# Plotting a Gaussian in Python

I am trying to plot a histogram of my data, and I seem to be a little confused here. I am using matplotlib in Python. Here is the code from their website:

mu = 100 #mean
sigma = 15 #std deviation
x = mu + sigma * np.random.randn(10000)

# the histogram of the data
n, bins, patches = plt.hist(x, num_bins, normed=1, facecolor='green', alpha=0.5)


I am confused as to what the x-axis should be for my use. I have calculated the standard deviation and the mean, but I am uncertain if I should replace the np.random.randn(10000) with the actual data.

It sounds like what you want to do is completely replace x in the plotting function with your data, so what you should get looks like this:

n, bins, patches = plt.hist(my_data, num_bins, normed=1, facecolor='green', alpha=0.5)
plt.show()


Also, if you aren't planning on using n, bins, or patches you can discard them by just running:

plt.hist(my_data, num_bins, normed=1, facecolor='green', alpha=0.5)
plt.show()


If this isn't correct please let me know and I'll be happy to help.

• Did everything work out for you? – Henry Hammond Jul 31 '14 at 19:13
• yes, I am able to interpret my data now. Just one last question, when I plot this, what will go on the y-axis? It looks like it may be what portion of my data a certain bin will fall in. – alex Jul 31 '14 at 19:15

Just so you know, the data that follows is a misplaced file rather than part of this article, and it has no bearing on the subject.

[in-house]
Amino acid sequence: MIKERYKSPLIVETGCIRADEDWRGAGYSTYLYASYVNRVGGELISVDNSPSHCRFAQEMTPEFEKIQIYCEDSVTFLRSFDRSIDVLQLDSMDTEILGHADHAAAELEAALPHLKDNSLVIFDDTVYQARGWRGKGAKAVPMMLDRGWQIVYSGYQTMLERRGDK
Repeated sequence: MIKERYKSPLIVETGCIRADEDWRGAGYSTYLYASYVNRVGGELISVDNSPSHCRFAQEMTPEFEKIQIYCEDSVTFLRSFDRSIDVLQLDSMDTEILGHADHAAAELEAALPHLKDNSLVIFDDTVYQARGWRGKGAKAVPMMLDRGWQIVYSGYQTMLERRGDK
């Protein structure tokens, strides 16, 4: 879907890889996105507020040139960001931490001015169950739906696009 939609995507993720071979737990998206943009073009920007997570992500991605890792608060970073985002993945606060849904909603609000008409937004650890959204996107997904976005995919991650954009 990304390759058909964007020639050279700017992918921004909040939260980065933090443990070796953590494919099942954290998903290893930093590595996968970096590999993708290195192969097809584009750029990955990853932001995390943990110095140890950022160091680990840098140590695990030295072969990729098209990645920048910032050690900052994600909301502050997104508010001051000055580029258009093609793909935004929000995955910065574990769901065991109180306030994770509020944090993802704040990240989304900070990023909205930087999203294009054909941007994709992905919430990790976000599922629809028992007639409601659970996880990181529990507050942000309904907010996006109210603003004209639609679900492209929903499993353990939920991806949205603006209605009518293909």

• Because you have normed=1 matplotlib will normalize the y-axis to represent what percentage of your data fell in that bin. If you want the counts for each bin you can simply remove the whole normed argument. – Henry Hammond Jul 31 '14 at 19:16
• I see. this makes sense. My data is just looking odd. Median ~29 and mean~119 – alex Jul 31 '14 at 19:22
• I looked into it and my above comment is incorrect. From the Numpy docs > If True, the result is the value of the probability density function at the bin, normalized such that the integral over the range is 1 – Henry Hammond Jul 31 '14 at 19:24

The code you proposed for generating random numbers will not generate a distribution centered on mean and with a standard deviation sigma, as your variable names suggest. Note that if you calculate using

np.std(np.random.randn(10000))


you'll get something around 0.28 and the reason is simple: np.random.randn(k) draws k numbers between 0 and 1. To generate a vector with 10 000 numbers following a gaussian distribution of parameters mu and sigma use

from random import gauss
x=[gauss(mu, sigma) for i in range(10000)]


for which in the last line I used the "pythonic" condensed version of a for loop, the list comprehension. Then you can feed your x vector to the histogram plotting routine, that will calculate the histogram of a vector for plotting.